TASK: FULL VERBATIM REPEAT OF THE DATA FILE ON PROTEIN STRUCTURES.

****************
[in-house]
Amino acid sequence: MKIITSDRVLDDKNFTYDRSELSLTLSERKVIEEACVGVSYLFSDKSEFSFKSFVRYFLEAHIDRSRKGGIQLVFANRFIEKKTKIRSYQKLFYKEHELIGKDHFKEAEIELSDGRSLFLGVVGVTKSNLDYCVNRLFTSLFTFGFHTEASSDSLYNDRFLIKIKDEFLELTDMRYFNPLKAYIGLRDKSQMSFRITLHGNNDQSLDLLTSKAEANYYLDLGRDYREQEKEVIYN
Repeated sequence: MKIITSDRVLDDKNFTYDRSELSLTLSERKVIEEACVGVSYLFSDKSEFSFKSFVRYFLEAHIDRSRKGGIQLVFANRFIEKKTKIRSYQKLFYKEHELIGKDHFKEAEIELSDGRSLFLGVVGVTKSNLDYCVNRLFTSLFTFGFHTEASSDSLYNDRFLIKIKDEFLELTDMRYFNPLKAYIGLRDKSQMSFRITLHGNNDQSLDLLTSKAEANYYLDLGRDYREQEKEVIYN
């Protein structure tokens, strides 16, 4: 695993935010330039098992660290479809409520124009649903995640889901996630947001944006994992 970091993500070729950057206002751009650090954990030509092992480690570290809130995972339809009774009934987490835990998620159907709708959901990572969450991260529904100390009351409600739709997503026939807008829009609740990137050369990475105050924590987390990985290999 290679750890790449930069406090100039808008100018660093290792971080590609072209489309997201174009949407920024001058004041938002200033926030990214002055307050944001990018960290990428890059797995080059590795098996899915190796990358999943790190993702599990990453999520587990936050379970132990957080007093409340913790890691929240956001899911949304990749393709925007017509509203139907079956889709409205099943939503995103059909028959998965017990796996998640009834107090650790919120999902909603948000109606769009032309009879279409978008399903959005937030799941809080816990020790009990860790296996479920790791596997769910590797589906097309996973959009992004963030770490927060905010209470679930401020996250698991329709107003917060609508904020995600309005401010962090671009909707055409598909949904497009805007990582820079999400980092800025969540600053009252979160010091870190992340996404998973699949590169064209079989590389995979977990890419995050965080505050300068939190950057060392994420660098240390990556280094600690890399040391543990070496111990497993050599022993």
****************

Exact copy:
[in-house]
Amino acid sequence: MKIITSDRVLDDKNFTYDRSELSLTLSERKVIEEACVGVSYLFSDKSEFSFKSFVRYFLEAHIDRSRKGGIQLVFANRFIEKKTKIRSYQKLFYKEHELIGKDHFKEAEIELSDGRSLFLGVVGVTKSNLDYCVNRLFTSLFTFGFHTEASSDSLYNDRFLIKIKDEFLELTDMRYFNPLKAYIGLRDKSQMSFRITLHGNNDQSLDLLTSKAEANYYLDLGRDYREQEKEVIYN
Repeated sequence: MKIITSDRVLDDKNFTYDRSELSLTLSERKVIEEACVGVSYLFSDKSEFSFKSFVRYFLEAHIDRSRKGGIQLVFANRFIEKKTKIRSYQKLFYKEHELIGKDHFKEAEIELSDGRSLFLGVVGVTKSNLDYCVNRLFTSLFTFGFHTEASSDSLYNDRFLIKIKDEFLELTDMRYFNPLKAYIGLRDKSQMSFRITLHGNNDQSLDLLTSKAEANYYLDLGRDYREQEKEVIYN
């Protein structure tokens, strides 16, 4: 695993935010330039098992660290479809409520124009649903995640889901996630947001944006994992 970091993500070729950057206002751009650090954990030509092992480690570290809130995972339809009774009934987490835990998620159907709708959901990572969450991260529904100390009351409600739709997503026939807008829009609740990137050369990475105050924590987390990985290999 290679750890790449930069406090100039808008100018660093290792971080590609072209489309997201174009949407920024001058004041938002200033926030990214002055307050944001990018960290990428890059797995080059590795098996899915190796990358999943790190993702599990990453999520587990936050379970132990957080007093409340913790890691929240956001899911949304990749393709925007017509509203139907079956889709409205099943939503995103059909028959998965017990796996998640009834107090650790919120999902909603948000109606769009032309009879279409978008399903959005937030799941809080816990020790009990860790296996479920790791596997769910590797589906097309996973959009992004963030770490927060905010209470679930401020996250698991329709107003917060609508904020995600309005401010962090671009909707055409598909949904497009805007990582820079999400980092800025969540600053009252979160010091870190992340996404998973699949590169064209079989590389995979977990890419995050965080505050300068939190950057060392994420660098240390990556280094600690890399040391543990070496111990497993050599022993």